The most important advice I would give someone who is adopting is to not give up. Our adoption process took nine years.
When I was first told that it would be almost impossible to have biological children, I was devastated. Shortly after, one of my best friends told me they were going to adopt a little boy from Haiti. My husband and I met with her, her husband, and another couple who had adopted from Haiti, and we felt so strongly that this was what we were supposed to do.
While starting our paperwork, I got pregnant. We were so excited and grateful for this little miracle. Unfortunately, at eleven weeks I miscarried. Although I was heartbroken, I had hope now that we could in fact get pregnant. A few months later, we had another positive pregnancy test. This time, I was much more cautious with my emotions, or at least I tried to be. At thirty weeks, I went into preterm labor and delivered our first son five days later. He was only three pounds, three ounces and was our little miracle baby. We went through some scares at the NICU, but six months later we brought our baby boy home, cords and all. It was amazing when the day came that we were able to hold our cordless baby!
I was hesitant for the next couple of years to try to get pregnant again because of how early I delivered, and also the fear of losing another baby. Three years later I got up the courage to try again. Again, we got pregnant rather quickly (which is something they told me would be very unlikely, but we were so grateful that wasn’t true). I tried not to get excited about the baby. I didn’t even buy anything until I was six months pregnant. Every day I was terrified of losing him and that it would be my fault. I had shots every week that were supposed to help me not go into preterm labor, but at twenty-seven weeks, I went into labor. Fortunately, they were able to stop the labor and I was put on bed rest with medication that made me shake and my heart race, but I would have done anything to keep that little baby boy inside me longer. I was admitted to the hospital six more times and by a miracle delivered at thirty-seven weeks. We were even able to bring our baby boy home with us, which was an amazing feeling for sure!
After the very emotionally and physically draining pregnancy with our second little boy, I felt for sure that I could not do it again and have a live baby, and my doctor also thought the same thing. A few years passed and we never felt that our family was yet complete. Because we had already once gone through the hard process of considering adoption, we quickly decided adoption would complete our family. That week we contacted an agency and started our paperwork and classes. We also created a profile on our agency’s site as well as another adoption site, a blog, made a family video, a Facebook page, paid for an ad on an adoption blog, made albums to pass out, and told everyone we knew we were hoping to adopt.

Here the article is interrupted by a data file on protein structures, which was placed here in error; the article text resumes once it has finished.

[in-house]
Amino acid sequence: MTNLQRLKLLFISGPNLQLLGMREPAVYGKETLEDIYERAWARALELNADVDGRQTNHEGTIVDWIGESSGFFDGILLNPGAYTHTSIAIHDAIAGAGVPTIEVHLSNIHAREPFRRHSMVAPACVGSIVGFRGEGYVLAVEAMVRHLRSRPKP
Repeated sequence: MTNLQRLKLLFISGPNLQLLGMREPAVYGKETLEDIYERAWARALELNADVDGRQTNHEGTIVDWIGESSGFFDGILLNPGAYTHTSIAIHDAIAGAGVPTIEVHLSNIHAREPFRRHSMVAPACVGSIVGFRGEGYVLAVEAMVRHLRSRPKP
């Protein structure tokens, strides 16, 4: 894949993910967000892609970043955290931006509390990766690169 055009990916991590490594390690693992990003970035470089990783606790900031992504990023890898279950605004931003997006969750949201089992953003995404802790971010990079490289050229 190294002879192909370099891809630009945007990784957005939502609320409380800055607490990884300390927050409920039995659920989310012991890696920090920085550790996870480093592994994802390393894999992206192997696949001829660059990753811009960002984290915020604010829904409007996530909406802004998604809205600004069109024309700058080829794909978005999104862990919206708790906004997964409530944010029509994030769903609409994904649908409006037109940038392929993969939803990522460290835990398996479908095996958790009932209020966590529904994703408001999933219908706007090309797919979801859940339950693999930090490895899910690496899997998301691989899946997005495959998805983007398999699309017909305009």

A month after we were approved to adopt, we were contacted by a birth mother in Kentucky who was pregnant with her third daughter. We were in contact through email for the next four months, and a few weeks before she was to deliver, she emailed me to tell me she had decided to parent. I was devastated that night, but a calm came over me the next morning. Even though I was still sad, I just knew that whatever baby was supposed to come to us, would. That very next week, we were contacted by our caseworker, saying that there was a couple who had tried to email us and never heard back from us. I still don’t know what happened to that first email, but I was sure happy that the couple didn’t give up on us and asked their caseworker to contact ours.
I truly believe that our children, wherever they are, will find their way to us in the time that we are supposed to get them.
We started emailing, then texting, then we met in person and it all felt amazing and good and right from the start. I knew that even if they decided to parent, we were supposed to meet this couple and be in their life. We built a relationship for the next five months, and the birth mother and I became really great friends. She went into labor six days late and gave birth to the most beautiful baby girl I’d ever seen. The next few days at the hospital, and the day of placement, would turn out to be one of the hardest times in my life. I was in so much pain about this birth mother, who was one of my best friends, and the pain that she was going through. I had so much guilt about it for the few months to come as well. I look back on it though, and I am so thankful I had that relationship because I feel it made me more compassionate to what she was going through.
We now have a perfect little girl in our family, and our family now feels complete. We couldn’t imagine our family without her! She brings so much joy and happiness to everyone around her. Although, it took nine years for her to come to our family and a lot of trials in between, I believe all of those things prepared us for what was to come. Adoption is the biggest roller coaster ride of emotions I have ever been on. I was naive to what emotions I would go through and still sometimes am shocked when things come up that I would never have thought would affect me, and they do. I truly believe that our children, wherever they are, will find their way to us in the time that we are supposed to get them. Sometimes it isn’t when we would like them here, but after, we often see why we went through the trials we did and the things we learned by going through them that prepared us for things to come.
So, whatever part of your adoption journey you are in, don’t give up!!! Do whatever you can to get the word out that you are hoping to adopt. You need to be proactive in adoption. You can’t expect it just to happen. Just do all you can and again, don’t give up! Your child is out there somewhere.